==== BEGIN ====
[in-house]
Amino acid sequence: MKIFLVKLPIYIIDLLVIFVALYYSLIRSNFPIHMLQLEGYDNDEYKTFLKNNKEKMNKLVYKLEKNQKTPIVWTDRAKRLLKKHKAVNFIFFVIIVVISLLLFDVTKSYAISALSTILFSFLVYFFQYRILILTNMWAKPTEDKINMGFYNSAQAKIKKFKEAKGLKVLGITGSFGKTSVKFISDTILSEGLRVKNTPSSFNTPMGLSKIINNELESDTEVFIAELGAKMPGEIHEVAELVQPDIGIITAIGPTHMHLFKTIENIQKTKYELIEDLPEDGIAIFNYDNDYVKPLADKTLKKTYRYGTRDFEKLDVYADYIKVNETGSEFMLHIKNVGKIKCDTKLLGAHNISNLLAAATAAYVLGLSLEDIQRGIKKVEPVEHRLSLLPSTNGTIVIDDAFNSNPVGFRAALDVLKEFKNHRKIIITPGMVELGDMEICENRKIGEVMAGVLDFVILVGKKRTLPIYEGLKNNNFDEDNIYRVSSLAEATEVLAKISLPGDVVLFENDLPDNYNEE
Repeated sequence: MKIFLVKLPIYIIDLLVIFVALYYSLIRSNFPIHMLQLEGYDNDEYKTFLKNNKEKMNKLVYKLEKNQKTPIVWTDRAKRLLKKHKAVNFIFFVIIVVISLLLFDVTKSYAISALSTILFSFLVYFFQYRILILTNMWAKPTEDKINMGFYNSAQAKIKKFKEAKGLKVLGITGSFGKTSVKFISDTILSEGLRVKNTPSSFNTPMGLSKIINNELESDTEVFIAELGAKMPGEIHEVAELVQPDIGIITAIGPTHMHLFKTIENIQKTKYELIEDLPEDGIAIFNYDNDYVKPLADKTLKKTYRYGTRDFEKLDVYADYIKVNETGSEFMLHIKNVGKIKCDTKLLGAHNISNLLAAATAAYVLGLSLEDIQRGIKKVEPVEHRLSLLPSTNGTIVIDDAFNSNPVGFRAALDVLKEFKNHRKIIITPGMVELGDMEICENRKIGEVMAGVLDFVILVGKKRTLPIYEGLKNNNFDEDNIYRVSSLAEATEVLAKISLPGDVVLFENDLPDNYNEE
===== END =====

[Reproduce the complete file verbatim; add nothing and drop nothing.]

[in-house]
Amino acid sequence: MKIFLVKLPIYIIDLLVIFVALYYSLIRSNFPIHMLQLEGYDNDEYKTFLKNNKEKMNKLVYKLEKNQKTPIVWTDRAKRLLKKHKAVNFIFFVIIVVISLLLFDVTKSYAISALSTILFSFLVYFFQYRILILTNMWAKPTEDKINMGFYNSAQAKIKKFKEAKGLKVLGITGSFGKTSVKFISDTILSEGLRVKNTPSSFNTPMGLSKIINNELESDTEVFIAELGAKMPGEIHEVAELVQPDIGIITAIGPTHMHLFKTIENIQKTKYELIEDLPEDGIAIFNYDNDYVKPLADKTLKKTYRYGTRDFEKLDVYADYIKVNETGSEFMLHIKNVGKIKCDTKLLGAHNISNLLAAATAAYVLGLSLEDIQRGIKKVEPVEHRLSLLPSTNGTIVIDDAFNSNPVGFRAALDVLKEFKNHRKIIITPGMVELGDMEICENRKIGEVMAGVLDFVILVGKKRTLPIYEGLKNNNFDEDNIYRVSSLAEATEVLAKISLPGDVVLFENDLPDNYNEE
Repeated sequence: MKIFLVKLPIYIIDLLVIFVALYYSLIRSNFPIHMLQLEGYDNDEYKTFLKNNKEKMNKLVYKLEKNQKTPIVWTDRAKRLLKKHKAVNFIFFVIIVVISLLLFDVTKSYAISALSTILFSFLVYFFQYRILILTNMWAKPTEDKINMGFYNSAQAKIKKFKEAKGLKVLGITGSFGKTSVKFISDTILSEGLRVKNTPSSFNTPMGLSKIINNELESDTEVFIAELGAKMPGEIHEVAELVQPDIGIITAIGPTHMHLFKTIENIQKTKYELIEDLPEDGIAIFNYDNDYVKPLADKTLKKTYRYGTRDFEKLDVYADYIKVNETGSEFMLHIKNVGKIKCDTKLLGAHNISNLLAAATAAYVLGLSLEDIQRGIKKVEPVEHRLSLLPSTNGTIVIDDAFNSNPVGFRAALDVLKEFKNHRKIIITPGMVELGDMEICENRKIGEVMAGVLDFVILVGKKRTLPIYEGLKNNNFDEDNIYRVSSLAEATEVLAKISLPGDVVLFENDLPDNYNEE